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Further studies are needed to definitively prove that sucrose cycling is an important component of carbohydrate signalling and photosynthetic down-regulation at elevated CO2. Tobacco transformed to over-express yeast acid invertase in the apoplasm or vacuole showed phenotypical changes that also suggest that sucrose cycling may have a major role in leaf carbohydrate-dependent gene regulation (Stitt et al. 1990; Sonnewald et al. 1991). Changes in the transformants included a substantial accumulation of hexoses and decreased photosynthetic enzymes in the affected sectors of source leaves. The possible role of leaf acid invertase in carbohydrate signalling is intriguing since vacuolar invertase activities were minimally affected by growth CO2 level (Moore et al. 1998) or by petiole girdling (Goldschmidt & Huber 1992). This occurs in contrast to strong glucose-repression of yeast acid invertase expression (Gancedo 1992) and carbohydrate-dependent regulation of maize invertase genes in certain sink tissues (Koch 1996). One possibility is that leaf vacuolar invertase may function as a pacemaker that modulates cycling activity. The lack of substantial metabolic or molecular regulation of the enzyme may be attributed to its involvement at the same time in other sugar signalling responses that may be up-regulated at elevated CO2.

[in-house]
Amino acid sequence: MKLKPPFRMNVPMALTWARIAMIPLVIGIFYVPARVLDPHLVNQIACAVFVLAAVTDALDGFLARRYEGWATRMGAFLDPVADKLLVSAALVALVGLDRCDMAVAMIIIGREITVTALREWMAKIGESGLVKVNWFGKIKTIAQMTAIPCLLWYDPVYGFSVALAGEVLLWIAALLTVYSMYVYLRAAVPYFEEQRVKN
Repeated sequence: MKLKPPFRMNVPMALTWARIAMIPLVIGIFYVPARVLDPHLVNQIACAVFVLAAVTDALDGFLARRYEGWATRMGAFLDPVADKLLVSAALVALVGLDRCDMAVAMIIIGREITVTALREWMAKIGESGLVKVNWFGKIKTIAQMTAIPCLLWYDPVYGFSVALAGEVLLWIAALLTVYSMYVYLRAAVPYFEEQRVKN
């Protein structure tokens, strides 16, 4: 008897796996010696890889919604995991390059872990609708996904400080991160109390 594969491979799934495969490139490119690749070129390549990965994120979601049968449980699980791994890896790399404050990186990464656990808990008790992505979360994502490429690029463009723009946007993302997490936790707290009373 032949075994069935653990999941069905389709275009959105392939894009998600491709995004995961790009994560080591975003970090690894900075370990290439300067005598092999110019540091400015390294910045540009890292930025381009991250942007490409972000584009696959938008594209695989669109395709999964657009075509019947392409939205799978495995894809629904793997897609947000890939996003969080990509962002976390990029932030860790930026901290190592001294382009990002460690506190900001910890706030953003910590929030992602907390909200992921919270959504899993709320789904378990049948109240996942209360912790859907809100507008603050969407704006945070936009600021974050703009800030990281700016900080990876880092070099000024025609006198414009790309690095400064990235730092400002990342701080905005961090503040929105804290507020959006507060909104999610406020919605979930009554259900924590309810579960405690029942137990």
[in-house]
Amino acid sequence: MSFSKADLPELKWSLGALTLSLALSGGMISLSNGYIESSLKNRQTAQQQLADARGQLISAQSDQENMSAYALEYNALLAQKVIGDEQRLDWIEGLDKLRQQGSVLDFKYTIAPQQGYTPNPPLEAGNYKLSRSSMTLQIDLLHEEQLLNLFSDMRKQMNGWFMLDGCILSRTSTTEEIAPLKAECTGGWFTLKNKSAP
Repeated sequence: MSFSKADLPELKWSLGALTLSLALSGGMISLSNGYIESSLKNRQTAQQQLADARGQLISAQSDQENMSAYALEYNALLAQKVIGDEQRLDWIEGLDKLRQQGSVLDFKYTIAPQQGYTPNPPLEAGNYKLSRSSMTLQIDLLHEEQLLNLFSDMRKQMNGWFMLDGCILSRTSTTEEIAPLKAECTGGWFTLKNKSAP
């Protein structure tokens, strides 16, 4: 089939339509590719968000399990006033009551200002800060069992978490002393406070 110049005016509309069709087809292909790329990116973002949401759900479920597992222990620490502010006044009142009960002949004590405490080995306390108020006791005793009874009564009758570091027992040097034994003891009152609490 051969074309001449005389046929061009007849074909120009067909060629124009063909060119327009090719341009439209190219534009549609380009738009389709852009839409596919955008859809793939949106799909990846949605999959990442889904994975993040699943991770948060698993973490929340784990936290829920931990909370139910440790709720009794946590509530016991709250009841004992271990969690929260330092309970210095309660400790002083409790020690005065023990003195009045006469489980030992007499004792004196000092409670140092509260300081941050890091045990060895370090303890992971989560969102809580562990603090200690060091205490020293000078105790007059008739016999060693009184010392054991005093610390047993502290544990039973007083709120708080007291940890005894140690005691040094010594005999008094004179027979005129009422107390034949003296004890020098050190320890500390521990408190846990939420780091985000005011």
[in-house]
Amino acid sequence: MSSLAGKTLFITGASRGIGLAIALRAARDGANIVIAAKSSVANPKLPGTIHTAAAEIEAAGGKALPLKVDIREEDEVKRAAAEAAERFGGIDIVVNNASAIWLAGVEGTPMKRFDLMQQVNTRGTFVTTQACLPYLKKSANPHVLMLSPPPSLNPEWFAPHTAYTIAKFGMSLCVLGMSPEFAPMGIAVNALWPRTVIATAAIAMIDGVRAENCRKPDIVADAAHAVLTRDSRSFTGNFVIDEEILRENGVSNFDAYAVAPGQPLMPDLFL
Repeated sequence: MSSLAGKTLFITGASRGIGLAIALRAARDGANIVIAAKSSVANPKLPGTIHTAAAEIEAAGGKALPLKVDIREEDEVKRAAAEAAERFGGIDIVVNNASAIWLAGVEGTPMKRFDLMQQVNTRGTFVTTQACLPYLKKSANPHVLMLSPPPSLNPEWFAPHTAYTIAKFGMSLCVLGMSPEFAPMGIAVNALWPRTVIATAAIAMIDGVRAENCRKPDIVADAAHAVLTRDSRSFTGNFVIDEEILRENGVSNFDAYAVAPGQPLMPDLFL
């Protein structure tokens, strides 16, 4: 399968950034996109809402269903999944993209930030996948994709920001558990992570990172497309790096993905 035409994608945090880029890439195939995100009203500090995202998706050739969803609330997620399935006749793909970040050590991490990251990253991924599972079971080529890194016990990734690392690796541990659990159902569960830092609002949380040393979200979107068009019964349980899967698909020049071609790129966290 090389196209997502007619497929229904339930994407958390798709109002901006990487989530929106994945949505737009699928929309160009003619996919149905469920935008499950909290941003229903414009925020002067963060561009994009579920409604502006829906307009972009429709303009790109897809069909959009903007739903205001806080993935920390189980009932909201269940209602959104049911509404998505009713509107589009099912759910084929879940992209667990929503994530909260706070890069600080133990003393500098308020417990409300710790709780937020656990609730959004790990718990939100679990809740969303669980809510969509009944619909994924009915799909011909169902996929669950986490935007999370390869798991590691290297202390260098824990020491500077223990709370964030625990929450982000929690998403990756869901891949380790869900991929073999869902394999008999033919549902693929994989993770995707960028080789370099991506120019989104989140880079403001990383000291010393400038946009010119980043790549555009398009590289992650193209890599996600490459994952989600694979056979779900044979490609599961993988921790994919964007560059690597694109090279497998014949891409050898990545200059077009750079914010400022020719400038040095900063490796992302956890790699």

Hydrolytic starch degradation also generates glucose as a possible carbohydrate signal. Starch-accumulating species are often noted for their ability to down-regulate photosynthetic capacity under sink-limited conditions, including elevated CO2 (e.g. Goldschmidt & Huber 1992; Farrar & Williams 1991). Since starch degradation occurs primarily at night and since sucrose cycling could occur during much of the daytime, these dual pathways would potentially allow leaf carbohydrate signalling through hexokinase to affect photosynthetic gene expression over much of the entire 24-h period (i.e. diurnally). While both sucrose cycling and starch hydrolysis may generate hexoses that affect gene expression, the lack of a specific association between photosynthetic acclimation and starch accumulation (Tissue, Thomas & Strain 1993; Moore et al. 1998) indicates that sucrose cycling may be the primary regulatory component involved in leaf sugar sensing at elevated CO2. One extension of the idea that starch metabolism is in some aspects a buffer to sucrose metabolism (Stitt 1984) is the possibility that starch metabolism in part may function to minimize leaf sucrose cycling. From this viewpoint, species that may have enhanced levels of leaf sucrose cycling, experience sink-limited growth conditions and therefore are more active in starch metabolism, as often occurs at high CO2.

A biochemical model for carbohydrate signalling at elevated CO2